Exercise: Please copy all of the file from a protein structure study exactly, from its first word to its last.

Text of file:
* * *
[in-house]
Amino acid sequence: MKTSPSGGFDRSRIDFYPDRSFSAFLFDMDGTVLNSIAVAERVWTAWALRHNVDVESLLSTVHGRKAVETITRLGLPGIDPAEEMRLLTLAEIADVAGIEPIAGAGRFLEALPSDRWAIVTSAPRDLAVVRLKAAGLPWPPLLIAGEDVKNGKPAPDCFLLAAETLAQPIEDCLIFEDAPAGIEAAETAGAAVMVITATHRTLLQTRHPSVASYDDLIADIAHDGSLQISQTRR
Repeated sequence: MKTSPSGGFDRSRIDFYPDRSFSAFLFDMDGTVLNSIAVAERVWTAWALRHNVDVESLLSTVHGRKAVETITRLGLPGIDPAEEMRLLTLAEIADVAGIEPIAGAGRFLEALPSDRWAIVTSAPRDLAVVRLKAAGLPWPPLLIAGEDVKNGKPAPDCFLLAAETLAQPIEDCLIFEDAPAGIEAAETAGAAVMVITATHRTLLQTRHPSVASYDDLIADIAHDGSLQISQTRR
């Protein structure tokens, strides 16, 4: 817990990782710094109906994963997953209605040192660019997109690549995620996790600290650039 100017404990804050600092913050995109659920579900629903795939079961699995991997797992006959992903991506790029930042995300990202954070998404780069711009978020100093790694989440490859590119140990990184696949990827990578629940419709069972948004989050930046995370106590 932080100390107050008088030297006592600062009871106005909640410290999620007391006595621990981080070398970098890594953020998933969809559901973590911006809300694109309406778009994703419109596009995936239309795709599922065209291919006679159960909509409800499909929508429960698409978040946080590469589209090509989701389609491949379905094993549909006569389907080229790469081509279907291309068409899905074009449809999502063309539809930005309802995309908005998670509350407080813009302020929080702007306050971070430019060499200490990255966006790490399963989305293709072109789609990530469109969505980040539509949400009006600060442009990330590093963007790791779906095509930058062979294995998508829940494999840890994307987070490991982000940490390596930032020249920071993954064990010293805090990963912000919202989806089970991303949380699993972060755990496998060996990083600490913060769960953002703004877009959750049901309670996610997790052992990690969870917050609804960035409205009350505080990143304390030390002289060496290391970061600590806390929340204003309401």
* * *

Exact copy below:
[in-house]
Amino acid sequence: MKTSPSGGFDRSRIDFYPDRSFSAFLFDMDGTVLNSIAVAERVWTAWALRHNVDVESLLSTVHGRKAVETITRLGLPGIDPAEEMRLLTLAEIADVAGIEPIAGAGRFLEALPSDRWAIVTSAPRDLAVVRLKAAGLPWPPLLIAGEDVKNGKPAPDCFLLAAETLAQPIEDCLIFEDAPAGIEAAETAGAAVMVITATHRTLLQTRHPSVASYDDLIADIAHDGSLQISQTRR
Repeated sequence: MKTSPSGGFDRSRIDFYPDRSFSAFLFDMDGTVLNSIAVAERVWTAWALRHNVDVESLLSTVHGRKAVETITRLGLPGIDPAEEMRLLTLAEIADVAGIEPIAGAGRFLEALPSDRWAIVTSAPRDLAVVRLKAAGLPWPPLLIAGEDVKNGKPAPDCFLLAAETLAQPIEDCLIFEDAPAGIEAAETAGAAVMVITATHRTLLQTRHPSVASYDDLIADIAHDGSLQISQTRR
């Protein structure tokens, strides 16, 4: 817990990782710094109906994963997953209605040192660019997109690549995620996790600290650039 100017404990804050600092913050995109659920579900629903795939079961699995991997797992006959992903991506790029930042995300990202954070998404780069711009978020100093790694989440490859590119140990990184696949990827990578629940419709069972948004989050930046995370106590 932080100390107050008088030297006592600062009871106005909640410290999620007391006595621990981080070398970098890594953020998933969809559901973590911006809300694109309406778009994703419109596009995936239309795709599922065209291919006679159960909509409800499909929508429960698409978040946080590469589209090509989701389609491949379905094993549909006569389907080229790469081509279907291309068409899905074009449809999502063309539809930005309802995309908005998670509350407080813009302020929080702007306050971070430019060499200490990255966006790490399963989305293709072109789609990530469109969505980040539509949400009006600060442009990330590093963007790791779906095509930058062979294995998508829940494999840890994307987070490991982000940490390596930032020249920071993954064990010293805090990963912000919202989806089970991303949380699993972060755990496998060996990083600490913060769960953002703004877009959750049901309670996610997790052992990690969870917050609804960035409205009350505080990143304390030390002289060496290391970061600590806390929340204003309401």